Home
Focus on event safety highlighted in response to police statement that formed basis of news reports

The organiser of last Sunday’s Exmoor Beauty sportive, in which a 61-year-old cyclist was airlifted to hospital after crashing and ending up underneath a car, has responded to what he says was a misleading statement issued by Avon & Somerset Constabulary in connection with the incident.

The police statement, which is no longer on the force's website but formed the basis of reports in press outlets including This Is Somerset, had given the impression that the emergency services had not been involved at all in the response to the incident, and that the injured cyclist had been flown to hospital by “private helicopter.”

Yesterday, road.cc contacted organiser Marcus Di Vincenzo of organisers MIG Events to clarify the situation, not least because some aspects of the newspaper reports did not seem to add up, not least that reference to the helicopter – which in fact, turned out to be the Devon Air Ambulance, summoned to the scene from Exeter.

Mr Di Vincenzo, a former Royal Marine who used his military experience to found a security business that works with organisations such as Formula 1 and has also provided training to tanker owners concerned about piracy in the Gulf of Aden, confirmed that a full risk assessment of the route had been conducted in accordance with British Cycling’s guidelines for sportive organisers.

As part of that, the downhill stretch of road where the cyclist lost control of his bike was identified as potentially posing a particular hazard, leading to the decision to place an ambulance nearby, among a number of steps taken to ensure the safety of participants, as a statement subsequently issued by the organisers confirms.

“Following an earlier detailed risk assessment, one of two medical technicians crews, engaged by the Exmoor Beauty Cycle Challenge, had been instructed to station themselves at the point where riders started their final run back to the coast,” said the statement.

“Deciding to follow the rider downhill, the crew were on the scene of the accident within seconds and, aided by a doctor who was also taking part in the ride, the injured cyclist’s injuries were diagnosed as life threatening.

“The crew immediately summoned up the emergency services and arrangements were quickly made for the Devon Air Ambulance to attend. Within 20 minutes, the injured rider was being transported to Frenchhay Hospital, where his condition is described as critical.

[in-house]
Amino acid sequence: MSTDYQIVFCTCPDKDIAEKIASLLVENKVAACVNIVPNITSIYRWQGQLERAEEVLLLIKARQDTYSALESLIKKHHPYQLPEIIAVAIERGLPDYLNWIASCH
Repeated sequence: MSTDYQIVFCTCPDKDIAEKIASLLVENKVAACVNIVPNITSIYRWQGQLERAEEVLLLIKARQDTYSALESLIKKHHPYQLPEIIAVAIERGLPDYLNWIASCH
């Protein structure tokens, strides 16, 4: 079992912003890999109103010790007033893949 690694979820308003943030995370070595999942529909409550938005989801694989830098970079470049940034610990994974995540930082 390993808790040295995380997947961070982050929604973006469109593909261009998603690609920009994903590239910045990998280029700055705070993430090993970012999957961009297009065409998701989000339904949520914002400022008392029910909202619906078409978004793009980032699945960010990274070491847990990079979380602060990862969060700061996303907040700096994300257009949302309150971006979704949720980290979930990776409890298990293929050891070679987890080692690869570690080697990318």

The statement continued: “The speed of the response, to this incident, owes much to the organiser’s stipulation that all key personnel, assisting with the logistics of the event, be equipped with satellite communications, which could supply the landing coordinates, should a helicopter be needed.

“With mobile phone signals not being available in many parts of the moor, the high-tech option was a vital part of the event’s risk assessment. In an effort to prevent any mishaps, the assessment had also found it essential to fix high visibility caution and slow signs along those sections of the route where extra care needed to be exercised.

“Signs were also posted cautioning other road users that the event was in progress. In changeable and sometimes arduous weather conditions, over 600 riders completed the 70 mile challenge without incident.

It concluded: “The thoughts of the event’s organisers, and everybody who took part, are with the injured rider and his family, with all hoping for a full and speedy recovery.”

When he spoke to road.cc yesterday, Mr Vincenzo highlighted that there was no suggestion that the motorist had done anything wrong, although with the priority being the treatment of the injured cyclist, no-one on the spot took his details, nor were the police immediately notified - their statement had said that they were first alerted when the rider arrived at the hospital in Bristol.

The driver has subsequently spoken to police as a witness, and according to This Is The West Country, the cyclist’s condition is no longer considered to be life-threatening.

Born in Scotland, Simon moved to London aged seven and now lives in the Oxfordshire Cotswolds with his miniature schnauzer, Elodie. He fell in love with cycling one Saturday morning in 1994 while living in Italy when Milan-San Remo went past his front door. A daily cycle commuter in London back before riding to work started to boom, he's been news editor at road.cc since 2009. Handily for work, he speaks French and Italian. He doesn't get to ride his Colnago as often as he'd like, and freely admits he's much more adept at cooking than fettling with bikes.